Yearly Lung Cancer Scans Backed for Heavy Smokers

lung health
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A government panel is now recommending annual CT scans for lung cancer for people at highest risk of the disease, a move that it says could reduce the number of deaths from lung cancer each year.

The U.S. Preventive Services Task Force reviewed evidence from the newest clinical trials and is recommending CT scans to replace yearly chest X-rays, according to a statement from the agency.

The recommendation applies to the population at highest risk: people ages 55 to 79, who have smoked at least a pack a day for 30 years, even if they have quit as long as 15 years ago.

CT scans can detect cancers that X-rays might miss, early enough when a cancer could be treated by surgery, the agency said.

Evidence from modeling studies suggests that the recommended screening program would prevent about 14 percent of deaths from lung cancer each year, an estimated 521 deaths per 100,000 people, according to the statement.

Lung cancer is the third most common cancer in the U.S., and causes 160,000 deaths a year, more than any other cancer.

The majority of lung cancers can be treated surgically if the disease is discovered early, but currently nearly 90 percent of patients with lung cancer die from it.

In 2004, the task force had concluded that more evidence was needed to determine whether yearly CT scans would provide any benefits.

The new recommendations are based on a large-scale clinical trial of people at highest risk of lung cancer, which showed that screening CT scans reduced lung cancer deaths by 16 percent.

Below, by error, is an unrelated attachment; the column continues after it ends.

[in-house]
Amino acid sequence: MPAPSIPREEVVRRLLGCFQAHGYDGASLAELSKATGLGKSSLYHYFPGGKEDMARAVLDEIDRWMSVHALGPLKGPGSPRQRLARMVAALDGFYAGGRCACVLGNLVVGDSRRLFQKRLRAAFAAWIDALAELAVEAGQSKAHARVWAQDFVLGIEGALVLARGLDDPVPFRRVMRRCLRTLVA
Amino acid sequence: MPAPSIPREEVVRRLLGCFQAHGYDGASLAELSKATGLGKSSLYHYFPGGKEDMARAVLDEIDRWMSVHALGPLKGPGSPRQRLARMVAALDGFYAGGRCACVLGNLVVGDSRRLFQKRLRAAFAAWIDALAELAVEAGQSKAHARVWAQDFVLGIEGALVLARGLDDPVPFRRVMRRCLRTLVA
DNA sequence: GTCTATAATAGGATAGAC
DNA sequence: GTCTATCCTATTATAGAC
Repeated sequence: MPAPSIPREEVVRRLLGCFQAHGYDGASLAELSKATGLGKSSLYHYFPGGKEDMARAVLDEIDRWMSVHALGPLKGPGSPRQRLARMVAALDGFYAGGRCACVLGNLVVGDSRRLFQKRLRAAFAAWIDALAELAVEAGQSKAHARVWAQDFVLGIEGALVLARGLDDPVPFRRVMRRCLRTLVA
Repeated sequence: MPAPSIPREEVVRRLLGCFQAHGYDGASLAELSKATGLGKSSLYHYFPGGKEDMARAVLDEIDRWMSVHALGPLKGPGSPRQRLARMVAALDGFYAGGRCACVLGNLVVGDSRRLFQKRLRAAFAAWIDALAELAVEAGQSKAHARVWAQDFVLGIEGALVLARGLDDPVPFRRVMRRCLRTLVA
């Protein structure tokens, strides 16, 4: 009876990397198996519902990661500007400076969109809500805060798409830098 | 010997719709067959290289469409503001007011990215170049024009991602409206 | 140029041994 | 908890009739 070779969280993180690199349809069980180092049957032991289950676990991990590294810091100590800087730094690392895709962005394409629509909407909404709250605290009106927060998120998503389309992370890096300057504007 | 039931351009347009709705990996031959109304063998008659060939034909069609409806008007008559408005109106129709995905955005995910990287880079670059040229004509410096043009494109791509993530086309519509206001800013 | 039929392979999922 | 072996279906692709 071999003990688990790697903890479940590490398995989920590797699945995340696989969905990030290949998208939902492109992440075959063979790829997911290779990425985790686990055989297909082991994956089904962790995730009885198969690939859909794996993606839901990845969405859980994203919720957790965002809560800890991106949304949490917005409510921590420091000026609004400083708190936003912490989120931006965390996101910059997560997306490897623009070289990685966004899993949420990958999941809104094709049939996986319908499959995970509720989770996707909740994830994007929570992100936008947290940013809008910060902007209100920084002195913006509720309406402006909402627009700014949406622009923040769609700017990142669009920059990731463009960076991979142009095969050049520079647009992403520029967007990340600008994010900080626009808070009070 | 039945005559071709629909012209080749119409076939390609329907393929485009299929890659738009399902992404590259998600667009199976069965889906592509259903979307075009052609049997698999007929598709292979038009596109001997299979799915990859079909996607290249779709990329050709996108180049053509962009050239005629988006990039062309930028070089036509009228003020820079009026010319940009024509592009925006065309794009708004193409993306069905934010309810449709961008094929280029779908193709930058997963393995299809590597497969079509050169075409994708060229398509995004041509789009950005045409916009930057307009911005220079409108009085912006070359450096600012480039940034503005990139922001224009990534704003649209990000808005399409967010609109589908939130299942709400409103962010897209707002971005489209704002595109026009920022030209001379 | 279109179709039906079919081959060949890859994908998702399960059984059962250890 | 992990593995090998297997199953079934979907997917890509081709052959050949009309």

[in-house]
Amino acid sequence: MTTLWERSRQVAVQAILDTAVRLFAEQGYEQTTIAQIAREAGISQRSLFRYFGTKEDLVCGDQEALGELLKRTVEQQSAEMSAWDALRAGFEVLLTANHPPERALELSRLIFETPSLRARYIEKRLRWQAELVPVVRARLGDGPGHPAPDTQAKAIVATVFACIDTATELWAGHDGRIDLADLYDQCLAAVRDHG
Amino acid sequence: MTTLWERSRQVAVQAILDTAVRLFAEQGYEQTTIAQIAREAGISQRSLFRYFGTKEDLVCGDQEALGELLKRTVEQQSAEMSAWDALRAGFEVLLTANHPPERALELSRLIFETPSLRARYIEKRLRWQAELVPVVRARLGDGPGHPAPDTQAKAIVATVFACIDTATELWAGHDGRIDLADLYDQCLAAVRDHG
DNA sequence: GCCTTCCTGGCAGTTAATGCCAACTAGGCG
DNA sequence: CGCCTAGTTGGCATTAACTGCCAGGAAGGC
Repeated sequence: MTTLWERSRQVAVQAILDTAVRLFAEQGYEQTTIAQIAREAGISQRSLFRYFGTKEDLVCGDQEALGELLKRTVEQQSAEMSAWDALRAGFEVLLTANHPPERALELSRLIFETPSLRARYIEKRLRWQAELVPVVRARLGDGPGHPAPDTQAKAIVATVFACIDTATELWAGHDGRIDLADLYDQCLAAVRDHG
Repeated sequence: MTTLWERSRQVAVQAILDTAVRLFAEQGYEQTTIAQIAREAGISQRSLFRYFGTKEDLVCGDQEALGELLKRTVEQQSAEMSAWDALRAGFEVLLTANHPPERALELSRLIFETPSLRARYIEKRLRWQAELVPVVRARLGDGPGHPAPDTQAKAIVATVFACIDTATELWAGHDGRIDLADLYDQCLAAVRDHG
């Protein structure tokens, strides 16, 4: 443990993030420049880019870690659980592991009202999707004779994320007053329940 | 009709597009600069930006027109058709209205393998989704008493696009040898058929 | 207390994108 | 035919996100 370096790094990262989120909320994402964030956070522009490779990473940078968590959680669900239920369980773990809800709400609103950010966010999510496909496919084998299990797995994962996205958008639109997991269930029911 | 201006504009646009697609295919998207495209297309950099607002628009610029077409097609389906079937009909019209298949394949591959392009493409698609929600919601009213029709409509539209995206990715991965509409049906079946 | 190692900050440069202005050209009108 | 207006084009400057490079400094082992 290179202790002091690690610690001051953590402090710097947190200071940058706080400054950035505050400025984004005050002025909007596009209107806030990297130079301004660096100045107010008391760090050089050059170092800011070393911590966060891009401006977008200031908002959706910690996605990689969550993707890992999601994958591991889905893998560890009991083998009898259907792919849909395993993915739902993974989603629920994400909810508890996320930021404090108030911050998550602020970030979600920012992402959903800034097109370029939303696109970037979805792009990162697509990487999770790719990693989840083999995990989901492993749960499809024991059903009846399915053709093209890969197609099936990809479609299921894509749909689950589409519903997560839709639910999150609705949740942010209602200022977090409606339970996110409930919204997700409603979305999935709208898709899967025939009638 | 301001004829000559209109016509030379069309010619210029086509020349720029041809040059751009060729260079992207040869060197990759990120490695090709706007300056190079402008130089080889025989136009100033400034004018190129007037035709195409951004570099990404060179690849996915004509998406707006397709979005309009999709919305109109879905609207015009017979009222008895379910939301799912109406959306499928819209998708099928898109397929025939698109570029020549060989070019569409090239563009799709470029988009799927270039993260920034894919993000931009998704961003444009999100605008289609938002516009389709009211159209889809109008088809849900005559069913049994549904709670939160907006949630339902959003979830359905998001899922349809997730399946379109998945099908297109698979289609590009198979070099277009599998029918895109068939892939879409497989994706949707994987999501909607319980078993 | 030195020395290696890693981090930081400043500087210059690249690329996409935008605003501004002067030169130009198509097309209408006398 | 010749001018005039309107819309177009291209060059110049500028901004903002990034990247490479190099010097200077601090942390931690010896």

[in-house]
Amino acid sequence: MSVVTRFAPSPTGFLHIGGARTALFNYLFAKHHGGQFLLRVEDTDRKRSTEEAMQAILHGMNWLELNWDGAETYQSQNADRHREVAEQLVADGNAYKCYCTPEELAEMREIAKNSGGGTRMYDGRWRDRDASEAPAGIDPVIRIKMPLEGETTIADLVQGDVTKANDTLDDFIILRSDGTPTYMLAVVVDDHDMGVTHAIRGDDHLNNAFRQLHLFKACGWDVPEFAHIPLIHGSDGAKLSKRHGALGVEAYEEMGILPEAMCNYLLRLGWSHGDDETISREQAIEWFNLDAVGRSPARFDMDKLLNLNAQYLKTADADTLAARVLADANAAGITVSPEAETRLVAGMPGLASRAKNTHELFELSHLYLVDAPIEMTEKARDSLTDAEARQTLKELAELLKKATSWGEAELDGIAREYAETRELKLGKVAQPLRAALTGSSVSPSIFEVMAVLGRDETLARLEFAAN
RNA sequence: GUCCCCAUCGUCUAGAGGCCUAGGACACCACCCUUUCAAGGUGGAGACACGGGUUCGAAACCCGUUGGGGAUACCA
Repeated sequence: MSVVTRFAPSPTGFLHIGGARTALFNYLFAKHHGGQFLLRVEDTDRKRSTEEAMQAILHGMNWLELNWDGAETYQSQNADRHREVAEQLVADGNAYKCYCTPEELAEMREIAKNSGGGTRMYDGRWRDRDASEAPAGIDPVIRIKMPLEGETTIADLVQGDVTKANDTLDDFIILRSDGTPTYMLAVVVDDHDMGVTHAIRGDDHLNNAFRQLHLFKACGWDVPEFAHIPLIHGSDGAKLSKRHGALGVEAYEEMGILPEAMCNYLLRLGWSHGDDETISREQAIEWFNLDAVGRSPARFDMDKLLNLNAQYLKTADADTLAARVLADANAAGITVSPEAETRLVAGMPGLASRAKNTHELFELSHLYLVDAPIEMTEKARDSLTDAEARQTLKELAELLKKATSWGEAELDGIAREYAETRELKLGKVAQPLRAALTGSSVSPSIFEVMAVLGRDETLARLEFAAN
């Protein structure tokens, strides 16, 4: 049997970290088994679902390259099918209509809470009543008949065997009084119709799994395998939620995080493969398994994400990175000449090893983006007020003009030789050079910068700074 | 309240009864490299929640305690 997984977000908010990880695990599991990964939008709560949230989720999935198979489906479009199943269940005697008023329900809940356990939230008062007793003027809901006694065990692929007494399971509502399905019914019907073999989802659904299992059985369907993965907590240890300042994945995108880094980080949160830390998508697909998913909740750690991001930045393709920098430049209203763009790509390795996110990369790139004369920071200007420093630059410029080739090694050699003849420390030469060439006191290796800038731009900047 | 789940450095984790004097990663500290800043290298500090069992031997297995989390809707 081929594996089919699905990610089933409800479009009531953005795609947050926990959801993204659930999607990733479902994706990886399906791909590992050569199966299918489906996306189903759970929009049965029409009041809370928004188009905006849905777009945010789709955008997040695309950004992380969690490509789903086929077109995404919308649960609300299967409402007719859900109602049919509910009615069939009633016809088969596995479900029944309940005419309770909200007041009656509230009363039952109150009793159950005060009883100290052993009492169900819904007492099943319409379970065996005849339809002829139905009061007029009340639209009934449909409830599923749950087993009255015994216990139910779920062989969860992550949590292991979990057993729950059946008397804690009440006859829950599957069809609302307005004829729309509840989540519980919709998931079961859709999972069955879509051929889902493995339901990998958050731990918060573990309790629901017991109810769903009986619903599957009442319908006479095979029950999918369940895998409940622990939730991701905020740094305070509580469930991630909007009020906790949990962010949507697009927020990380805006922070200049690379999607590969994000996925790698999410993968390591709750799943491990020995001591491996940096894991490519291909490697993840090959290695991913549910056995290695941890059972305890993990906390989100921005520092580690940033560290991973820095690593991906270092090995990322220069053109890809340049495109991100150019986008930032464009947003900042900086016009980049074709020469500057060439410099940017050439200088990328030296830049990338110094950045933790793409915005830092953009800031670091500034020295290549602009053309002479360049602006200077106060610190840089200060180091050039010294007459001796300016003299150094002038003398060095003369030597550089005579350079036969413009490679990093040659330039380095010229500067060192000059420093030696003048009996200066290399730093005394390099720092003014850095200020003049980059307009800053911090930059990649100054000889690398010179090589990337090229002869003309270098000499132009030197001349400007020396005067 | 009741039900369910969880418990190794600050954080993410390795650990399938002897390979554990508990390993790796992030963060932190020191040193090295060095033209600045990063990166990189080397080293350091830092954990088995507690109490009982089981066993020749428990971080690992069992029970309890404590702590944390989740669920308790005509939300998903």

The study, conducted by the National Cancer Institute, involved more than 50,000 current or former heavy smokers ages 55 to 74. Participants, who didn't have lung cancer at the study's start, were randomly assigned to receive annual screening with either CT scans or chest X-rays. After six to seven years of follow-up, 2.06 percent of people in the chest X-ray group, and 1.75 percent of those in the CT group had died from lung cancer.

Annual CT scans come with their risks too. Besides radiation exposure, and as with any other screening program, they might miss some cancers or falsely detect disease in healthy people, leading to over-diagnosis.

Email Bahar Gholipour. Follow Live Science @livescience, Facebook & Google+. Original article on Live Science.

Bahar Gholipour
Staff Writer
Bahar Gholipour is a staff reporter for Live Science covering neuroscience, odd medical cases and all things health. She holds a Master of Science degree in neuroscience from the École Normale Supérieure (ENS) in Paris, and has done graduate-level work in science journalism at the State University of New York at Stony Brook. She has worked as a research assistant at the Laboratoire de Neurosciences Cognitives at ENS.